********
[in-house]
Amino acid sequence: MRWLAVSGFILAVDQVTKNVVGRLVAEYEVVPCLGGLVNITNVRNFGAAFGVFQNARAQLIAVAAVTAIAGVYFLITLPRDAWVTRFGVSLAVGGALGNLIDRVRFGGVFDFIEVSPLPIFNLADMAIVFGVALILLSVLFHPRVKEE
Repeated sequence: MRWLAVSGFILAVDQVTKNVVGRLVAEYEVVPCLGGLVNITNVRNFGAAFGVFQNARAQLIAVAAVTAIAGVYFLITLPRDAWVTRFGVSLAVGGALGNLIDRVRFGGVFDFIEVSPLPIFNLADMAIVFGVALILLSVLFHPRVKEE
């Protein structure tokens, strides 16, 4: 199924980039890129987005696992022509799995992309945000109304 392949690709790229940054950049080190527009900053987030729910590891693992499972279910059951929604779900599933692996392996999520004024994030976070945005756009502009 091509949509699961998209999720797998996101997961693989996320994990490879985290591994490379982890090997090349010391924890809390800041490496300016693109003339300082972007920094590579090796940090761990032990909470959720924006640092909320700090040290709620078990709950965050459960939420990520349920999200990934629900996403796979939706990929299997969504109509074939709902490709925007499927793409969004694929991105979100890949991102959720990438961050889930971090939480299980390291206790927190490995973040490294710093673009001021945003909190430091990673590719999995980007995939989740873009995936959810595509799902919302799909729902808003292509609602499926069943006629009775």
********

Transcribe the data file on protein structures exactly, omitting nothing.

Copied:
[in-house]
Amino acid sequence: MRWLAVSGFILAVDQVTKNVVGRLVAEYEVVPCLGGLVNITNVRNFGAAFGVFQNARAQLIAVAAVTAIAGVYFLITLPRDAWVTRFGVSLAVGGALGNLIDRVRFGGVFDFIEVSPLPIFNLADMAIVFGVALILLSVLFHPRVKEE
Repeated sequence: MRWLAVSGFILAVDQVTKNVVGRLVAEYEVVPCLGGLVNITNVRNFGAAFGVFQNARAQLIAVAAVTAIAGVYFLITLPRDAWVTRFGVSLAVGGALGNLIDRVRFGGVFDFIEVSPLPIFNLADMAIVFGVALILLSVLFHPRVKEE
């Protein structure tokens, strides 16, 4: 199924980039890129987005696992022509799995992309945000109304 392949690709790229940054950049080190527009900053987030729910590891693992499972279910059951929604779900599933692996392996999520004024994030976070945005756009502009 091509949509699961998209999720797998996101997961693989996320994990490879985290591994490379982890090997090349010391924890809390800041490496300016693109003339300082972007920094590579090796940090761990032990909470959720924006640092909320700090040290709620078990709950965050459960939420990520349920999200990934629900996403796979939706990929299997969504109509074939709902490709925007499927793409969004694929991105979100890949991102959720990438961050889930971090939480299980390291206790927190490995973040490294710093673009001021945003909190430091990673590719999995980007995939989740873009995936959810595509799902919302799909729902808003292509609602499926069943006629009775």